Attorney at Law Magazine First Coast publisher Thomas Brady sat down with “Rising Star” James Poindexter to discuss his career and his aspirations for the future.
AALM: When did you first know you wanted to become an attorney? What drew you to this career?
Poindexter: I have wanted to be an attorney as long as I can remember. My mom was going through some of my old things a few months back and gave me a copy of a middle school newspaper in which I publicly disclosed my intent to go to law school for the first time in the “Student Spotlight” section. I grew up around a number of attorneys and always looked up to them for the knowledge they possessed and the respect they earned from their peers through their hard work.
AALM: Who is your current mentor? What is the best lesson they’ve taught you so far?
Poindexter: I started working for Tad Delegal when I first started law school in 2011. Having Tad as a mentor has been instrumental in my success during my first three years of practice. Dealing with factual, legal, procedural, and ethical challenges is a part of every attorney’s practice. Facing those issues for the first time is daunting, but having a mentor who has experience handling those challenges is essential.
AALM: What drew you to your current firm? How would you describe the culture there? How would you describe your role within the firm?
Poindexter: During college, I worked as a file clerk in a labor and employment law firm in Winter Park, Florida. It was that experience that drew me into the practice of employment law and piqued my interest in returning to my home town of Jacksonville to practice. Our firm is a boutique practice that provides legal advice and representation to professionals throughout northeast Florida. I am proud of the great results we are able to achieve for our clients and look forward to expanding our practice throughout southeast Georgia as well.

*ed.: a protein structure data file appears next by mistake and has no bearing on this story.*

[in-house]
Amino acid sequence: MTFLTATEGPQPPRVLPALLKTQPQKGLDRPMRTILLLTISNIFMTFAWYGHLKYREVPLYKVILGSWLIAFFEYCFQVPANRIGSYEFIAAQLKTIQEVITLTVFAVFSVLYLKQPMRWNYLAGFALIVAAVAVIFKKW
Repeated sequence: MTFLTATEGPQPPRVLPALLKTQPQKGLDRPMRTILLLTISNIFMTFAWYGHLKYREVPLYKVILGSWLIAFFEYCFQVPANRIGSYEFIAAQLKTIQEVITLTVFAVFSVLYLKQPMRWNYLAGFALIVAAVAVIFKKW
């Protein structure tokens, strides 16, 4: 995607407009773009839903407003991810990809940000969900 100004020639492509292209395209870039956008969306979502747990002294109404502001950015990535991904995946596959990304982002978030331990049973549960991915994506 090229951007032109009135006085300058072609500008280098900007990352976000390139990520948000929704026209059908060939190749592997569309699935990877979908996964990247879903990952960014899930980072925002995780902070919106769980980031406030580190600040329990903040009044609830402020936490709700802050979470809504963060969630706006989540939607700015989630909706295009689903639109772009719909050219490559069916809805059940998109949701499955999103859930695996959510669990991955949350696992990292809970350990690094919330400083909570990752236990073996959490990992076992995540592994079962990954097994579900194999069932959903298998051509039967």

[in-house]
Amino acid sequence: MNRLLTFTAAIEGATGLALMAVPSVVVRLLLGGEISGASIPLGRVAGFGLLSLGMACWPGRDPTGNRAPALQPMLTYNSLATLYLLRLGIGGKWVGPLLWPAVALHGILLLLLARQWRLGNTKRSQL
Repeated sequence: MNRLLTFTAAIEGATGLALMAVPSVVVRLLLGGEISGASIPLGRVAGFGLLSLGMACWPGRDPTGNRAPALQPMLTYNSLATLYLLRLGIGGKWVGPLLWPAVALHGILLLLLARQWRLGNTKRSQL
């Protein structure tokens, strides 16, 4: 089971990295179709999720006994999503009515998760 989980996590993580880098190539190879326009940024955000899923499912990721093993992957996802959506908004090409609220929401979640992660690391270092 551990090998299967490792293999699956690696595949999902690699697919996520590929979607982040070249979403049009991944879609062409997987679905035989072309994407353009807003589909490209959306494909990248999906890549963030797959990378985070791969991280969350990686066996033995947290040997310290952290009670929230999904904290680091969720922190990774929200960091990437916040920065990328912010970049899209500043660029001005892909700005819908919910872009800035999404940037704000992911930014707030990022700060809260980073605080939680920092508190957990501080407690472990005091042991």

AALM: Where do you see your career going? Partner track? Going solo? A corporate job? The bench or a position as a government attorney?
Poindexter: I thoroughly enjoy the diversity of our firm’s practice and look forward to continuing to master the representation of employees before these tribunals. In addition to the traditional employment discrimination claims, which are typically litigated in federal court, we also represent clients in contract and tort claims in the circuit and county courts. Additionally, we represent licensed employees in administrative cases before the Florida Division of Administrative Hearings, public unions before Public Employee Relations Commission, and local government employees before a number of local tribunals including the City of Jacksonville’s Pension Advisory Committee and Civil Service Board.
AALM: With technology and an ever- global world, how do you see the legal profession evolving over your career? Do you believe this will be positive or negative?
Poindexter: Companies are adopting and utilizing technologies as quickly as they are developed. I recently learned of one app that promotes itself as a way to discuss sensitive negotiations and human resources problems without leaving a digital record. Obviously, these types of technologies present discovery issues in employment cases. As these technologies advance, we are having to continue to learn about these technologies in order to obtain discovery and prevent spoliation of evidence.
AALM: What do you enjoy doing outside of work? Hobbies? Sports?
Poindexter: Work-life balance is extremely important to me. Outside of work I enjoy traveling and going to the beach with my wife, Katherine, and our dog, Fenway. We also enjoy cooking and exercising together. In my free time, I enjoying playing golf and chess.
AALM: What do you most hope to accomplish in the future?
Poindexter: I have found that there are few attorneys working in the field of employee representation, and it does not appear that there are large numbers of young attorneys entering the specialty. I hope that I can continue to grow our firm’s practice and develop my skills as an advocate for employee rights.